Some Memorial-area residents (mostly under the banner of uncontroversially-named Residents Against Flooding) filed a previously-threatened lawsuit this morning requesting that the city of Houston and TIRZ 17 be barred from using the reinvestment district’s funds for private development projects until more drainage projects have been implemented in the nearby neighborhoods. The lawsuit alleges that the Memorial City Redevelopment Authority and the city have been increasing runoff from the zone (inside Beltway 8 at I-10, shown above in green) into the nearby neighborhoods without adding enough new drainage projects to compensate for it; residential flooding in 2009, last Memorial Day, and this Tax Day are cited as the outcome.

The group filing the suit says it doesn’t want money — so what is the suit asking for?

CONTINUE READING THIS STORY

Memorial City
04/20/16 1:00pm

12300 North Fwy, Greenspoint, Houston, 77060

From the space between Monday’s rain and today’s, here are some late-evening snaps of the scene around Greenspoint Mall, which became a staging center for flood rescue operations before dawn on Monday morning. Following the middle-of-the-night overflow of Greens Bayou, residents from several flooded apartment complexes nearby headed to the 1970s shopping center at the social media urging of city officials and rapper Bun B; flood victims were later bussed to the Campbell Educational Center on Aldine Bender Rd. west of the Hardy tollway.

The 1.4-million-sq.-ft. mall and surrounding parking lot, just northeast of the intersection of Beltway 8 and I-45, was put up for sale by Triyar Group in February, after nearly a decade of talk about redeveloping the property with the help of the Greenspoint TIRZ.  Above is the view from the north on the I-45-facing side of the complex toward Dillard’s and Fitness Connection, currently holding a food and supplies drive and offering free showers to displaced residents. On the west side, here’s the Renaissance 15 Premier Theater, from Greenspoint Dr.:

CONTINUE READING THIS STORY

I-45 at Beltway 8
04/15/16 3:15pm

POPULARIZING TIRZWATCHING AS A HOUSTON PASTIME Map of Houston TIRZsThis week the Houston Chronicle editorial board called for TIRZ authorities to keep publicly accessible and up-to-date records, as well as to start recording videos of their meetings, as occurs with city council proceedings. The board says that the 27 TIRZs in Houston collected more than $100 million in 2015 — “about what the city spends on parks and libraries combined,” allowing some individual TIRZ management authorities “to take on projects with a region-wide impact.” Some Houstonians have already been keeping an eye trained on the TIRZ’s movements, cameras or no — last month residents of the Cosmopolitan condos (via Wayne Dolcefino) filed a criminal complaint alleging that members of the Uptown TIRZ had failed to keep records of meetings related to the purchase of land for the Post Oak bus lane project. Meanwhile, a group of residents on the flood-prone Memorial City TIRZ is preparing a lawsuit related to this week’s city council approval of new TIRZ board members. [Houston Chronicle; previously on Swamplot] Map of Houston Tax Increment Reinvestment Zoness: City of Houston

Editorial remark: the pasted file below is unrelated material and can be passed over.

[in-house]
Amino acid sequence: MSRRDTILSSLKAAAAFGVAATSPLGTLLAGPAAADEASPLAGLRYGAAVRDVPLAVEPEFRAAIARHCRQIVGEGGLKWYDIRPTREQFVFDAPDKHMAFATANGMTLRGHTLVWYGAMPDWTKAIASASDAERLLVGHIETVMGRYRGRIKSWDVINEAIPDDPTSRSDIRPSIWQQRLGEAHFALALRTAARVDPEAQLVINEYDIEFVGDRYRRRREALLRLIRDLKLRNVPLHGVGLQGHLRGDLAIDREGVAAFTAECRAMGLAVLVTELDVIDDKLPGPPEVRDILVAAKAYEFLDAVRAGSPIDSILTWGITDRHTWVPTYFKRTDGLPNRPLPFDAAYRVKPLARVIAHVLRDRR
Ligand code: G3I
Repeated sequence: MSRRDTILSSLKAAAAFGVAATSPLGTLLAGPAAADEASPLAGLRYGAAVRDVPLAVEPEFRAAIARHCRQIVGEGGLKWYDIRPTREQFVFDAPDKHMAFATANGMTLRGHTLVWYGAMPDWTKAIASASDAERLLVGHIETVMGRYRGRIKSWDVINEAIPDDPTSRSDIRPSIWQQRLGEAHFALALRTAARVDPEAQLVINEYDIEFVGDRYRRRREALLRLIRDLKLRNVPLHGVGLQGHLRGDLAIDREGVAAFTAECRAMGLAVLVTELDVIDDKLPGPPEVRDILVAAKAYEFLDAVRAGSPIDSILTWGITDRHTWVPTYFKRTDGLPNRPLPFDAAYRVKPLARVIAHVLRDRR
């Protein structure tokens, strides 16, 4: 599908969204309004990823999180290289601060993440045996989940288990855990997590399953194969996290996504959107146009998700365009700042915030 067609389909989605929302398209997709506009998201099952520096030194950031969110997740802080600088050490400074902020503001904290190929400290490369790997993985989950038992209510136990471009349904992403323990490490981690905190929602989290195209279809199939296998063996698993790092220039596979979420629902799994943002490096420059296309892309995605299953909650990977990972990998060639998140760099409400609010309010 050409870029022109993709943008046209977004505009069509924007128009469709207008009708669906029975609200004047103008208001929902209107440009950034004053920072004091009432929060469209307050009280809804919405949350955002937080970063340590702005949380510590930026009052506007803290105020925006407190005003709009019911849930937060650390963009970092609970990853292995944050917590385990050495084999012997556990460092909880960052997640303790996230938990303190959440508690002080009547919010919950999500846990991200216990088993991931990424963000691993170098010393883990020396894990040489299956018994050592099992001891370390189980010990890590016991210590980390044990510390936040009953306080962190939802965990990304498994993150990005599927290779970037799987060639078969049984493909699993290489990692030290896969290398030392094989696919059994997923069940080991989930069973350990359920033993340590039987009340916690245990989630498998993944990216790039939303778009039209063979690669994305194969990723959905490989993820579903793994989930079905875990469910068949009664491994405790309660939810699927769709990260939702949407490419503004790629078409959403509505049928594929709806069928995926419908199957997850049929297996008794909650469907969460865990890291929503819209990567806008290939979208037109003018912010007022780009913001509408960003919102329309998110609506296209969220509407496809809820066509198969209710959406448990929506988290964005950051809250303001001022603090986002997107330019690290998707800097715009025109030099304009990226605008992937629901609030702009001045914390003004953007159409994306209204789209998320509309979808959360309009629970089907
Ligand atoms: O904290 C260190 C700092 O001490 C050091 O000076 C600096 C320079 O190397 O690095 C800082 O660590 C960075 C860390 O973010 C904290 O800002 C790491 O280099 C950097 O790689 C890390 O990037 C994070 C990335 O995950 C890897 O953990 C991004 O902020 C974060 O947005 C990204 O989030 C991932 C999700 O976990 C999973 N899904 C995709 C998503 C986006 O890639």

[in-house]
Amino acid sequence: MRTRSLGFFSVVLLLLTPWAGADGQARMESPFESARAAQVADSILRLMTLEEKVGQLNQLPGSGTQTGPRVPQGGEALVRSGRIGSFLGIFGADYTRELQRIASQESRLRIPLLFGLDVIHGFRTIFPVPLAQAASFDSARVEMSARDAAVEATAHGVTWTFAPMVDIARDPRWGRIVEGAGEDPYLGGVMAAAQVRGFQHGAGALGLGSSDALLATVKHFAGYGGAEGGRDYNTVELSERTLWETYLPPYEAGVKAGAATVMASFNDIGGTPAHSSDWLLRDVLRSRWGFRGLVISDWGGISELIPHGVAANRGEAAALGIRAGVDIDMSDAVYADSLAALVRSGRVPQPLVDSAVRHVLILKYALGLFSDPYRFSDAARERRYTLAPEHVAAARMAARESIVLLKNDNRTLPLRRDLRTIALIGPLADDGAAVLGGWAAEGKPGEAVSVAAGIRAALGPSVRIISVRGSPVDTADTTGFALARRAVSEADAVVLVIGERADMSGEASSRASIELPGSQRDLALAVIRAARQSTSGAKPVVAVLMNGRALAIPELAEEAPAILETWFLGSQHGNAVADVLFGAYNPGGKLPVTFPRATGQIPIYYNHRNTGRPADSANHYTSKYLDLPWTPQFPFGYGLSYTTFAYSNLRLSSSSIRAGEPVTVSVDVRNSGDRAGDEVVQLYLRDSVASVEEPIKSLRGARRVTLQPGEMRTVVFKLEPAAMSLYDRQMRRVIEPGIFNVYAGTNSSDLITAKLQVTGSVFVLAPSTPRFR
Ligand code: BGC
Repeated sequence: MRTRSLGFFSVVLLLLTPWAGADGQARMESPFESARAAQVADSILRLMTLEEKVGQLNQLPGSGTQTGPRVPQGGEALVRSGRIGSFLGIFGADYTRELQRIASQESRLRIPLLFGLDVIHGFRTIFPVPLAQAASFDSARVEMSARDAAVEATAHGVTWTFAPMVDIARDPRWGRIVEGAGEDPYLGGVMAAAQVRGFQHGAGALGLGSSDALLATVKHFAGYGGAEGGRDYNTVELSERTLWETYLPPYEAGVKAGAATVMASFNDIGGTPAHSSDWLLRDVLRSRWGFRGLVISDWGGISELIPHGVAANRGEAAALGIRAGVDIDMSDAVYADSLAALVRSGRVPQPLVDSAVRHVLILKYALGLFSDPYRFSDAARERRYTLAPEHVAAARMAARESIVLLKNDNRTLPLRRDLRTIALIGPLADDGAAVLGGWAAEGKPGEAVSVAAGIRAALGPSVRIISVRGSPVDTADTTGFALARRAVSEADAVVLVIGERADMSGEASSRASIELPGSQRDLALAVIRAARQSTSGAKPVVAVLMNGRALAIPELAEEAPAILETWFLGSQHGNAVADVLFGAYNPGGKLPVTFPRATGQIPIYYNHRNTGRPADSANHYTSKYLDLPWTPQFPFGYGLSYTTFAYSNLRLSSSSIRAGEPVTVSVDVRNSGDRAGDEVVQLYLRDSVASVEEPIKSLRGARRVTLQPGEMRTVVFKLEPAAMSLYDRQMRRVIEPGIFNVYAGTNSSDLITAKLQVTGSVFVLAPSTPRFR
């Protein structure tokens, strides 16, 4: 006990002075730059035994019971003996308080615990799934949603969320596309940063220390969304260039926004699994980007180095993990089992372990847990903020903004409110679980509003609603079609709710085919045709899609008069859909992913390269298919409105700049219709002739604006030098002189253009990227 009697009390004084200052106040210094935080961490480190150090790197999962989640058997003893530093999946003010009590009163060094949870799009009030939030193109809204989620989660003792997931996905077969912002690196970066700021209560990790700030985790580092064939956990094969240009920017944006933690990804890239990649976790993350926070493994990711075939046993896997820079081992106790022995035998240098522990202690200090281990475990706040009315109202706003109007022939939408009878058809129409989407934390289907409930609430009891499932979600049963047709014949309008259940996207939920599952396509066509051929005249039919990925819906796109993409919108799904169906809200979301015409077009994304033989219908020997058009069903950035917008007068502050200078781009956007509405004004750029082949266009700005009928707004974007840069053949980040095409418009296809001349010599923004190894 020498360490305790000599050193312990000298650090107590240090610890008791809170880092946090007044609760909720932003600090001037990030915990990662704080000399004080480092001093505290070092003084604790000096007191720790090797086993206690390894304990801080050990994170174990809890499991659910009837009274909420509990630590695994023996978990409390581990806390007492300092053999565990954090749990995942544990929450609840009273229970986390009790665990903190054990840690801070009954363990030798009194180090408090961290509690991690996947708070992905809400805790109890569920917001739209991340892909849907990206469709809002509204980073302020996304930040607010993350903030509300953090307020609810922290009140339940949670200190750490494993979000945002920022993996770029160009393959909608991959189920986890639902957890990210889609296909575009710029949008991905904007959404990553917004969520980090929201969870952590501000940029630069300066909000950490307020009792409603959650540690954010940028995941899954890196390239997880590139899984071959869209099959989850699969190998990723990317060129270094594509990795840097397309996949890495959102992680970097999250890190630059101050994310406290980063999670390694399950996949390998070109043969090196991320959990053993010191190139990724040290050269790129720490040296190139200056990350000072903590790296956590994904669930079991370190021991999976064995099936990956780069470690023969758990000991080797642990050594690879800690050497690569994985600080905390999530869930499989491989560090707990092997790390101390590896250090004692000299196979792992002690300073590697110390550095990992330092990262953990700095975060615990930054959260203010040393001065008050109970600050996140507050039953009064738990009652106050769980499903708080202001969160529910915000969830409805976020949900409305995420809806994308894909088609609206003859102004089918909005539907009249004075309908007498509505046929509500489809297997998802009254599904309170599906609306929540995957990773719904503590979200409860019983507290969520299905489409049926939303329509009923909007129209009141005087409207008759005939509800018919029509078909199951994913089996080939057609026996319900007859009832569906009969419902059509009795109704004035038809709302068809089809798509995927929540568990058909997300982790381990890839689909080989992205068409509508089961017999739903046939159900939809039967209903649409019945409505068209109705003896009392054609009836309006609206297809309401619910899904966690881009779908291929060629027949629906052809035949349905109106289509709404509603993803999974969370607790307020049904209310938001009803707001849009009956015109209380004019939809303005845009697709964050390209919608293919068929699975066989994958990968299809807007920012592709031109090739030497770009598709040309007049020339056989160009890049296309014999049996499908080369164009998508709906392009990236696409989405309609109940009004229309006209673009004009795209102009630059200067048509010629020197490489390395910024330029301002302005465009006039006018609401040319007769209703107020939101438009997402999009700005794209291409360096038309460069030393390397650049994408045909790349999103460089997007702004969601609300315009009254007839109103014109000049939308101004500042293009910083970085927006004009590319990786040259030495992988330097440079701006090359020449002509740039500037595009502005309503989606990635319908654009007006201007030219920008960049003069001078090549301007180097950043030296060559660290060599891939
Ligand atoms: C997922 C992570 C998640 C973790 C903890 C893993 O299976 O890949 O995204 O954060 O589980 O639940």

04/08/16 10:45am

CRIMINAL COMPLAINT FILED ON BEHALF OF COSMO RESIDENTS OVER POST OAK BUS LANE LAND PURCHASES Proposed Dedicated Bus Lanes on Post Oak Blvd., Uptown, HoustonFormer ABC13 investigative reporter Wayne Dolcefino, representing residents of the Cosmopolitan condo tower on Post Oak Blvd., filed a criminal complaint with the Harris County district attorney last week over the way the Uptown Development Authority has gone about acquiring land for the dedicated bus lanes planned along Post Oak. The complaint asserts that officials of that group and the Uptown TIRZ may have violated Texas conflict of interest law, as well as the Open Meetings Act. Nancy Sarnoff writes that Dolcefino’s complaint also calls out Uptown’s purchase-agreement-less purchase of a piece of land at San Felipe and Post Oak, from an associate of Dinerstein (which is preemptively suing the Cosmo residents over a tower planned at the same intersection). Uptown District president John Breeding tells  Sarnoff that it’s not unusual for public entities to buy land without a formal sales agreement, and that details of the transactions will be available after they’re complete. The Uptown group either has bought or is working on buying about 80 percent of the land needed for the project; the city council voted in December that eminent domain could be used to acquire the rest, if necessary. [Houston Chronicle; previously on Swamplot] Rendering of proposed dedicated bus lane on Post Oak Blvd.: Uptown District